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Longtime Los Angeles Master Jeweler Fernando Abenoza Dies at 79
A lover of tango and music as well as jewelry, Abenoza succumbed to COVID-19 in December.
He was 79.
Born in Bogotá, Colombia in 1941, Abenoza came to the United States in 1970 and took up residence in Los Angeles County, where he would stay for most of his adult life.
According to an obituary provided by his daughter, Andrea Abenoza-Filardi, he learned the craft of jewelry-making and design from his father.
It was through his craft that he developed an appreciation for all that was beautiful.
Working out of downtown L.A., a hub for jewelry manufacturers, Abenoza was known for his detailed, high-end pieces, and he won many jewelry design awards over the years.
One piece he made for Cartier landed on the cover of the Gemological Institute of America’s quarterly journal, Gems & Gemology.
He also, according to his obituary, was respected among Downtown L.A. jewelry manufacturers for his precise methodology for platinum/iridium casting and, later, for his early adoption—and perfection of—the art of laser welding.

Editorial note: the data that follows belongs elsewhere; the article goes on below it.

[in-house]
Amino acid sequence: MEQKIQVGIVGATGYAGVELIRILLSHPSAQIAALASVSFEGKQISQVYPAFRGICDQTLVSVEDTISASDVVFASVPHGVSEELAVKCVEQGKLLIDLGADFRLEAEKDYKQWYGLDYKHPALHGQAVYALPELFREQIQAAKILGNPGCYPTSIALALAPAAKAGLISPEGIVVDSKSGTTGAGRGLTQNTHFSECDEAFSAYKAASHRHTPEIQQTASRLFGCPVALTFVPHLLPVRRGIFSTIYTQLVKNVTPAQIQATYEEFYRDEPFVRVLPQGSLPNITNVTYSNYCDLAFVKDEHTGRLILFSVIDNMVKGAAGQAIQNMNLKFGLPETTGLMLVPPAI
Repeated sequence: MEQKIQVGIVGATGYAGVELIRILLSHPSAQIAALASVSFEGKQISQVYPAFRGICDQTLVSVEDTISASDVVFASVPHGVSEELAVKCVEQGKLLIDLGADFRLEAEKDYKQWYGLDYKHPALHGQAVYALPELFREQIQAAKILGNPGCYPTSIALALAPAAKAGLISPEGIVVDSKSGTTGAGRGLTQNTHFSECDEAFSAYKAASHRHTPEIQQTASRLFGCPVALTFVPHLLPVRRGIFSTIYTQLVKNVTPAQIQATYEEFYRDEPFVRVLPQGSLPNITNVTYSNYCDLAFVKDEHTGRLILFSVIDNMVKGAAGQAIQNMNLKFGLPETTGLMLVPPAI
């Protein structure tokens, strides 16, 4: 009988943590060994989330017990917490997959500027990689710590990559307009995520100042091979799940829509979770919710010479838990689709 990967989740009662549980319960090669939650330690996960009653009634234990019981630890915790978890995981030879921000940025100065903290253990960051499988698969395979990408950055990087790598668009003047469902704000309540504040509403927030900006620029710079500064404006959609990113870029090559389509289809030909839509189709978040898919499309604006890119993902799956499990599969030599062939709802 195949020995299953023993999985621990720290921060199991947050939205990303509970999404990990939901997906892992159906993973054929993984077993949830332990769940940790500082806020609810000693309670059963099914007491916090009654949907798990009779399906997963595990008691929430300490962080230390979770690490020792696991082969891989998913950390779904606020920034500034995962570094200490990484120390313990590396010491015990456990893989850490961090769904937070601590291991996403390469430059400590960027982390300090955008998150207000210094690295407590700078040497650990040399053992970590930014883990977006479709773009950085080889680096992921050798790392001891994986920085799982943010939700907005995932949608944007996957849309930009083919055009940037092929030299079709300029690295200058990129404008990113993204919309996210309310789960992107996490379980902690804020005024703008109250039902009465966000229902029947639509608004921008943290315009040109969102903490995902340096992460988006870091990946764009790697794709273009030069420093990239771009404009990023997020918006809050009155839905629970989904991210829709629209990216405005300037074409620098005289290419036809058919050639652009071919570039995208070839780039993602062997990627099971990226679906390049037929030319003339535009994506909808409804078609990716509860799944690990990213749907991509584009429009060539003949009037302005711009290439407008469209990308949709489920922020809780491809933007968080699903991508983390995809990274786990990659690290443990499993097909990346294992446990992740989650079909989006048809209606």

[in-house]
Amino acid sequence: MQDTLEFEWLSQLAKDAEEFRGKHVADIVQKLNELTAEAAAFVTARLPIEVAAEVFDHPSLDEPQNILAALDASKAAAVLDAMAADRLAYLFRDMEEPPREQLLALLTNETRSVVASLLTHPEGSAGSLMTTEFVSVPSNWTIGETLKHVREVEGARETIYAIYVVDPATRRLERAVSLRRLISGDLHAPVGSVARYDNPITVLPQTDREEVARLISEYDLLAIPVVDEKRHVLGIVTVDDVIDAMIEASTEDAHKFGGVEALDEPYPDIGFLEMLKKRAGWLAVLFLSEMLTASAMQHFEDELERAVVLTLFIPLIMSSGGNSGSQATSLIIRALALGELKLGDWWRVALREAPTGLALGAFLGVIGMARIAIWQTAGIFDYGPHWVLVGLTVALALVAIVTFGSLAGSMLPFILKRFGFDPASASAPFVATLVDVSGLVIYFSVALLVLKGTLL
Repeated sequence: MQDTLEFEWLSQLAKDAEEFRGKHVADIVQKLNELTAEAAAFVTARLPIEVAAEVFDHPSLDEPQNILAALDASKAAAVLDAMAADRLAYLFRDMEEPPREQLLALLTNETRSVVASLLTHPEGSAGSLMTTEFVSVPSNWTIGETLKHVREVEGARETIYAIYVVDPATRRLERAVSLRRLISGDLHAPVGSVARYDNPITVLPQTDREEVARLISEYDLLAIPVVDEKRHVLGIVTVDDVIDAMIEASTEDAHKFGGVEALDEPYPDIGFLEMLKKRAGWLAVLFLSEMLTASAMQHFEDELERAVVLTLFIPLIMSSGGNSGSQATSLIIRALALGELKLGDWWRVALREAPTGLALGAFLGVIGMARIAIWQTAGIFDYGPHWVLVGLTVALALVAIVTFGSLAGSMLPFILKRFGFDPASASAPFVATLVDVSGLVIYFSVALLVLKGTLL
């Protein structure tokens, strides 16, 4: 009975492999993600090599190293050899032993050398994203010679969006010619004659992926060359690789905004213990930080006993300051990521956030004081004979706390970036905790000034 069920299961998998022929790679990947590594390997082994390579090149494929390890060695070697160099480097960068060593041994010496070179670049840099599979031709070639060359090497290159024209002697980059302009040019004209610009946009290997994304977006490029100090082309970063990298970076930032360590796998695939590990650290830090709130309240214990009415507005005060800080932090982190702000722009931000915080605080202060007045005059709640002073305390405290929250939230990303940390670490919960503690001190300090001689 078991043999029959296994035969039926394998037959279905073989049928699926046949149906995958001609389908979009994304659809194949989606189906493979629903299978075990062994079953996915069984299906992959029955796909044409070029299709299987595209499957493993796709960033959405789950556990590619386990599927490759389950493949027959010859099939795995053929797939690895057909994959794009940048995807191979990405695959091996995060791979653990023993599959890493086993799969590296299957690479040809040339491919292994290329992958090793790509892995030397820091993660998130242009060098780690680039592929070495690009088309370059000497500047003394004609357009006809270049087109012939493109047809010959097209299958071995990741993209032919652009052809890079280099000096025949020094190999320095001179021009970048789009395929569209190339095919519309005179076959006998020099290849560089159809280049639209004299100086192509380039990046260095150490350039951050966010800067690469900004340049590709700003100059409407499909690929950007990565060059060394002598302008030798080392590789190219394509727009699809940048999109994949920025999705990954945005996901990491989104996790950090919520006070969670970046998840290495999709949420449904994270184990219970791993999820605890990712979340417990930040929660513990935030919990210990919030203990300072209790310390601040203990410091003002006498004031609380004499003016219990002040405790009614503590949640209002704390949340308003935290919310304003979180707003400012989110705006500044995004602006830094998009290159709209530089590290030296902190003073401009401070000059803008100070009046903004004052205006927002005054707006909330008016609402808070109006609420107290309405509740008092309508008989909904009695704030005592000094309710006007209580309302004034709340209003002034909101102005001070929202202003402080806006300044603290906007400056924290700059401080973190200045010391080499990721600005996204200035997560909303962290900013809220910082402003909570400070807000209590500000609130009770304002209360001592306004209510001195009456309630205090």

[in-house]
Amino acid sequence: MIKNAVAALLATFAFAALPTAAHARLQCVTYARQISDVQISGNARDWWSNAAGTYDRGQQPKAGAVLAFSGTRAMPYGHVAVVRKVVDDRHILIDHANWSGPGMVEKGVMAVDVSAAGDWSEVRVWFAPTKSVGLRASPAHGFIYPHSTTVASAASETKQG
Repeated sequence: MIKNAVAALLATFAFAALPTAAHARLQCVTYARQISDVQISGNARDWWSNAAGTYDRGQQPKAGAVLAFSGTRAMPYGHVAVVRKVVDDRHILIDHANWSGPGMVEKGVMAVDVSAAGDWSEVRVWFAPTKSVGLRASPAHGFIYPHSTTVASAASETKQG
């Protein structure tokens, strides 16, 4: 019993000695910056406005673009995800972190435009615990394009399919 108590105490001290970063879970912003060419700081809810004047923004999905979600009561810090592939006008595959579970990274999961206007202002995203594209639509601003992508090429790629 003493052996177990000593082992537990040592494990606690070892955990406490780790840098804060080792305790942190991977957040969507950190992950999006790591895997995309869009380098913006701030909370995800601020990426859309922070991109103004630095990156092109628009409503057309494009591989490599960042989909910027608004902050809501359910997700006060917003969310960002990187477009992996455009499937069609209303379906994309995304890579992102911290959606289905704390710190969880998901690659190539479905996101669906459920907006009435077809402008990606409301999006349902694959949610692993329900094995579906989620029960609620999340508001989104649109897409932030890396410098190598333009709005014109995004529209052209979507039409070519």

Outside of jewelry, Abenoza loved animals and always had a menagerie of pets—cats, dogs, fish, and birds.
He was a huge fan of music, especially piano and rock’n’roll, and formed a group with one of his brothers and a few friends. This group had the chance to perform with rock’n’roll legend Bill Haley in Colombia.
He loved to dance the tango, and was “never happier” than when he was on the dance floor.
Abenoza also was, according to his obituary, a “hopeless romantic with a sensitive heart.”
When he was a young man, he was known to serenade girls outside their windows with an accordion.
Once, as the story goes, a father of one of these girls—who apparently did not appreciate a free concert—poured a bucket of water onto his head to get him to stop singing.
Abenoza is survived by two adult children, Andrea and David Abenoza; brothers, Esteban Abenoza and Jaime Abenoza; and two sisters, Margarita Rodriquez and Isabel Abenoza.
“You can be sure that he is flirting, cracking jokes and dancing tango wherever he is,” his obituary concludes, “and that his exquisite jewelry will live on forever.”
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